In debates Thursday and Sunday with Democratic U.S. Sen. Patty Murray, Republican challenger Dino Rossi provided questioners with a similar response, when asked during each event where he stood on efforts to repeal the military’s “Don’t Ask/Don’t Tell” policy.
Like he did in Spokane Thursday, Rossi said during Saturday’s debate in Seattle that he would wait to see the results of a survey of military personnel before taking a position on the issue:
I would make sure we have input before I cast any kind of yes vote on something like this. This is an issue that needs to be thought out thoroughly. It’s not something to rush to
(According to this blog post from the Everett Herald’s Jerry Cornfield, Rossi seems to have changed his answer, depending on the audience.)
Rossi’s responses during the debates echo how three-term Republican Congressman Dave Reichert recently defended to me his vote against a House amendment to repeal Don’t Ask in May.
During recent interviews with each, I asked both Reichert and his challenger, Democrat Suzan DelBene, to briefly respond to where they stood on three hot button issues — abortion, civil marriage and DADT — as a way to help distinguish them as candidates.
All of the responses were fairly short:
TNT: ProLife/Pro Choice?
DelBene: I’m pro choice. I think it’s a woman who should decide what’s best for their bodies. They should make their own health care decisions.
TNT: Gay Marriage?
DelBene: I support civil marriage. I think that the government should not be in the position to denying rights to committed couples.
TNT: Don’t ask/Don’t tell?
DelBene: I think we should repeal don’t ask don’t tell. I think that we have created a situation where we’ve asked folks to not be able to be forthright and honest, and I think that that’s not the appropriate policy for our government to hold.
And from Reichert:
Reichert: I believe in the sanctity of life.
TNT: Gay marraige?
Reichert: I believe that marriage is between a man and a woman.
Finally, we got to the Don’t Ask/Don’t Tell question, which drew a rather lengthy explanation from the Congressman. Here’s the text of that exchange:
TNT: Don’t ask/Don’t tell?
Reichert: That one is not a (hot button) question, because you know, I happened to be in Afghanistan –again very soon after my (brain) surgery. I had a chance to talk to soldiers over there, and I asked them about what they thought about it, because they were supposed to be part of the process. And they were angry. And it was more than one camp that I was able to visit with people. They weren’t angry about Don’t Ask Don’t Tell. Their thing was – `I don’t care what the person does on their own time, in their own personal life, As long as they can shoot a gun and back me up and keep me alive, I’m good.’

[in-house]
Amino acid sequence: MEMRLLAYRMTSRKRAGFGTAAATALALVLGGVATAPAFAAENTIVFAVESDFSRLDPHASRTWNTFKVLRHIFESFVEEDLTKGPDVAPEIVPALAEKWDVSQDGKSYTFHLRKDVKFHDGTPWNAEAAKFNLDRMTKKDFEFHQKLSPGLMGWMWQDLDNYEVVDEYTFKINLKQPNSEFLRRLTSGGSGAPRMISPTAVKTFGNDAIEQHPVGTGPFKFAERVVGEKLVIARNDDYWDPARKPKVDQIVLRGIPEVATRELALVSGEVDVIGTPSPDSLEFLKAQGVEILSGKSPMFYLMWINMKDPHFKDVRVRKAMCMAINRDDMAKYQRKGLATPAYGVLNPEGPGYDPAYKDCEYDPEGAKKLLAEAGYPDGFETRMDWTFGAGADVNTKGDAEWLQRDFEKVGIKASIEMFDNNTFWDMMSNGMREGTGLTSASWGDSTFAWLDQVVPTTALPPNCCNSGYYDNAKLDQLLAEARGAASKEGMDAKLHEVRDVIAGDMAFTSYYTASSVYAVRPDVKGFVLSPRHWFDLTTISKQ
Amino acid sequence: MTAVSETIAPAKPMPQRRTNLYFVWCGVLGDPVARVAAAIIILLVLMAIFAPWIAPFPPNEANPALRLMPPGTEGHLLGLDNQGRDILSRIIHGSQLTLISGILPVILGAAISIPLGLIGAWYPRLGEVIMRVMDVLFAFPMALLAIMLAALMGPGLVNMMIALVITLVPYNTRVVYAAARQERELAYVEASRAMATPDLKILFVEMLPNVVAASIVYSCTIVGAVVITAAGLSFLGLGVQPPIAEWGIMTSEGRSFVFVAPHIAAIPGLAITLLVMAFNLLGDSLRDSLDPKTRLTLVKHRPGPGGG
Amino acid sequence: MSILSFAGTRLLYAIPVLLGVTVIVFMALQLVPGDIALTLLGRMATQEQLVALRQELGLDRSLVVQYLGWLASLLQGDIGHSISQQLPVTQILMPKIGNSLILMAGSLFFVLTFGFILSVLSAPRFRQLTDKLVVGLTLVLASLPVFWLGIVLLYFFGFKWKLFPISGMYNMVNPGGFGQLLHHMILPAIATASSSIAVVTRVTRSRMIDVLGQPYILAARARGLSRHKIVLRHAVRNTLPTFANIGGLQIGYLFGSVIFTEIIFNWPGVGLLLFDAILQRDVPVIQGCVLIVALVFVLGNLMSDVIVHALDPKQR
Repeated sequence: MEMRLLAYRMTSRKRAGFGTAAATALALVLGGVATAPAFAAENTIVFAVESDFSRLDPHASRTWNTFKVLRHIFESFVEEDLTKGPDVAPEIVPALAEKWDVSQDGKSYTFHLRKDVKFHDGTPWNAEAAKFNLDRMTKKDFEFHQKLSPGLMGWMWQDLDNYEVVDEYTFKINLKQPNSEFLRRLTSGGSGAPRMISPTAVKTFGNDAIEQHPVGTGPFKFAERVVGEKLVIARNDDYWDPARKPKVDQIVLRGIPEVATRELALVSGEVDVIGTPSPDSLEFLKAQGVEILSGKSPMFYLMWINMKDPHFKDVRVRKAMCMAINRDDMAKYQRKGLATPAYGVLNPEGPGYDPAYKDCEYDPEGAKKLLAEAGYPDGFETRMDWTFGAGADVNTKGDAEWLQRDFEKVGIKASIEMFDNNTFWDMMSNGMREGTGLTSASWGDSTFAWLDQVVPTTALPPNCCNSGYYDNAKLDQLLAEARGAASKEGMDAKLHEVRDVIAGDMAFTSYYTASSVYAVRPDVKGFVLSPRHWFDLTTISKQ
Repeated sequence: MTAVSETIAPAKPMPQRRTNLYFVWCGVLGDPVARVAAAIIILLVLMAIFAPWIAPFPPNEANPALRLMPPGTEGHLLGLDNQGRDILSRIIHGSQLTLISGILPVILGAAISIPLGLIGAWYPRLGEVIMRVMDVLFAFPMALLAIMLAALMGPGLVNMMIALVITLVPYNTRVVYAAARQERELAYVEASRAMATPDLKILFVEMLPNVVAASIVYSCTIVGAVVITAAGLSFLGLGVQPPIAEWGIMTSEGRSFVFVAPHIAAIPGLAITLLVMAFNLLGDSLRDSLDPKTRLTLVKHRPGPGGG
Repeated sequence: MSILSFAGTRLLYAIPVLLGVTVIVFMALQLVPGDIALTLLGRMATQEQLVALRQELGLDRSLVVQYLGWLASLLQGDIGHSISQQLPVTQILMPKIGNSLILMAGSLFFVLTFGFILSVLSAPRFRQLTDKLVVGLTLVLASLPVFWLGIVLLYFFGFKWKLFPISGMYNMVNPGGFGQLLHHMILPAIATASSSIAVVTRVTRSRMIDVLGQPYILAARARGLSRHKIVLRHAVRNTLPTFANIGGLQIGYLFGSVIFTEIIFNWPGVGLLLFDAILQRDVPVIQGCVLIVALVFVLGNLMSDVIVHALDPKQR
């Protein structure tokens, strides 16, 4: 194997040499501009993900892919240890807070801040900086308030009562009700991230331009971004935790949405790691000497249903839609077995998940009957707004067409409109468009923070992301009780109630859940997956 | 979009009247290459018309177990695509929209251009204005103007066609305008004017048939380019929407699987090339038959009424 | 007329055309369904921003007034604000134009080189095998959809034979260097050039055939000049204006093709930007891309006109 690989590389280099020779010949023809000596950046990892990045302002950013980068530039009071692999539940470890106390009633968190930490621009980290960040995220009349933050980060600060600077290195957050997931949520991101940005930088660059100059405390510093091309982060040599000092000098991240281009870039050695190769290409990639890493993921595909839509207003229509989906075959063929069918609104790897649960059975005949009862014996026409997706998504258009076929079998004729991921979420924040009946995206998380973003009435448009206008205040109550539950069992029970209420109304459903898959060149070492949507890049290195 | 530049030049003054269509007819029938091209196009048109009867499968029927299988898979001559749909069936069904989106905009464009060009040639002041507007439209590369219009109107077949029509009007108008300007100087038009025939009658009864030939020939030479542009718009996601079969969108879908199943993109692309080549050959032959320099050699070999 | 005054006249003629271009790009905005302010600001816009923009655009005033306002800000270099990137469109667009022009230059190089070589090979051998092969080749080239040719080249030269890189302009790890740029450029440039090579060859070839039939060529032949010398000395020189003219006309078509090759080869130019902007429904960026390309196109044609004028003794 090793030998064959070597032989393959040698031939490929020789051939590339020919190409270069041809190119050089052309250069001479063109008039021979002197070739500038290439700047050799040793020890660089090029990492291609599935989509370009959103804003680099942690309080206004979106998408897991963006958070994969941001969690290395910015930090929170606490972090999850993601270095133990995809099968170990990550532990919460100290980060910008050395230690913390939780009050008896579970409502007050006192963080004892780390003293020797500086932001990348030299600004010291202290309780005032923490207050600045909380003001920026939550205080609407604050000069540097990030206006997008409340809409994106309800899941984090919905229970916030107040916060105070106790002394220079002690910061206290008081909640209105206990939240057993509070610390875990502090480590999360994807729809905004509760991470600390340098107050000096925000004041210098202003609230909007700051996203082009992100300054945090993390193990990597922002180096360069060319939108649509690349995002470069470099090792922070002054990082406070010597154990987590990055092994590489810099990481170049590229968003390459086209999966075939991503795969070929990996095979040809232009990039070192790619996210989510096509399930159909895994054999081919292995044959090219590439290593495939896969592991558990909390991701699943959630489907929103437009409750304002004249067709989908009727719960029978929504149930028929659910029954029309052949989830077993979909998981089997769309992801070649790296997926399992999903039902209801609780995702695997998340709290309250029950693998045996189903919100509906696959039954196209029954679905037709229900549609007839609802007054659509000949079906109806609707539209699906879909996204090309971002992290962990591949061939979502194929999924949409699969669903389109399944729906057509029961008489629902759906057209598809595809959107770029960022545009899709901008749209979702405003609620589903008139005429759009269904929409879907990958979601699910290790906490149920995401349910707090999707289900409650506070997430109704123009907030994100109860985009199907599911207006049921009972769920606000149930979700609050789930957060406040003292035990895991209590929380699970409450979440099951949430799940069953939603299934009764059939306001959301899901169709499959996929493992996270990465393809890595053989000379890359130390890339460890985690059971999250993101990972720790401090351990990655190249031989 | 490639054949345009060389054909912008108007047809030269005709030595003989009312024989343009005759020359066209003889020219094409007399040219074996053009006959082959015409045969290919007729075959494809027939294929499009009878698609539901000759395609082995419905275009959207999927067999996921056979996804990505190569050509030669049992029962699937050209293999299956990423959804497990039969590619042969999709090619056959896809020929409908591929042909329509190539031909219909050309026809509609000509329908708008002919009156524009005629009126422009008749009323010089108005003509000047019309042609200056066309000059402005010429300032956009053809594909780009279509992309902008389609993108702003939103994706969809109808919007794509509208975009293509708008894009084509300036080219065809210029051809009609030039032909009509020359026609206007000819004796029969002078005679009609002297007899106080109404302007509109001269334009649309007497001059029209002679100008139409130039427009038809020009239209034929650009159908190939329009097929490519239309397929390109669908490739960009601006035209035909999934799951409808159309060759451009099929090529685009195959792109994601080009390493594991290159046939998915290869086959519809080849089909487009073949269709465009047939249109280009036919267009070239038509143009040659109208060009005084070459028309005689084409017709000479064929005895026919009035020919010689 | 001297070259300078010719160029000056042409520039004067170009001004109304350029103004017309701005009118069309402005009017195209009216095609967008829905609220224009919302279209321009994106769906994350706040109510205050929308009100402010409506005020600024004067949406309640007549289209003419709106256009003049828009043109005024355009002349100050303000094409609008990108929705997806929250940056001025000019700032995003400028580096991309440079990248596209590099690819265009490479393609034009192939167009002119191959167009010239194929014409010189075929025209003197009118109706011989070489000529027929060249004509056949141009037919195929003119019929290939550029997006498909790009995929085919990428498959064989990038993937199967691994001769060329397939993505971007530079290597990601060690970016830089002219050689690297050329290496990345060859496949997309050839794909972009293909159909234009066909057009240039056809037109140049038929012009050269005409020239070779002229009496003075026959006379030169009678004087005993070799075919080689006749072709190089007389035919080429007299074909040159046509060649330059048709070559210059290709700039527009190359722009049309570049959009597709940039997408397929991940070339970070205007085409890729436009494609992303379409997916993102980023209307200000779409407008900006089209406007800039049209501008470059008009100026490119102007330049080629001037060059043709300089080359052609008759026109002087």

But their problem with the whole thing was, they were promised they were going to have input, they would be, have a chance to go to the Internet, be anonymous and provide input and ask questions. Most of the soldiers I talked to didn’t have any idea, first of all, that this process was going on. But in each meeting there was at least one person who said, `Oh yeah, I’ve tried to get on (the Internet survey), and I’ve tried to ask the question and tried to get on anonymous, but they asked for my name, rank and serial number.’ So that ticked off some of the guys.
What they’re really concerned about is — `Look, how does this affect my pay, how does this affect my benefits, how does this affect my ability to get promoted, are they going to have to build new barracks, are there separate facilities that are going to be needed, how much is it going to cost,’ — that’s the kind of questions they were asking me.
The other piece of it, they don’t care about – and I’m with them. As long as people want to serve, they should have the right to serve. And as long as people can do the job, they should be allowed in the military to do their job.
TNT: Did you vote against a repeal of that — policy?
Reichert: (pause) I don’t remember a vote on it — Oh, yeah, you know what, I did because of what we just talked about. Because I think that part of that was — I’ll have to take a look on that, because that was so long ago — I think I voted no on that as a result of the, the, the — I’m trying to remember the facts around that. Secretary Gates was in the middle of a process of conducting the survey, and the survey had not been completed yet. And so what I said was `Look, if you say, if you promised that you are going to conduct a survey, and that members of the military would have the opportunity for input, then you should hold to that and keep your word.’
They were going to move ahead with the policy without finishing the input and not honoring their promise to the men and women, who serve in the military.
TNT: It’s not that you’re against —
TNT: — people serving openly however their sexual orientation?
Reichert: Nope. Right, absolutely.
TNT: It’s just that you felt the survey was necessary just to —
Reichert: Well, I felt that the promise — to keep the promise — was the necessary piece.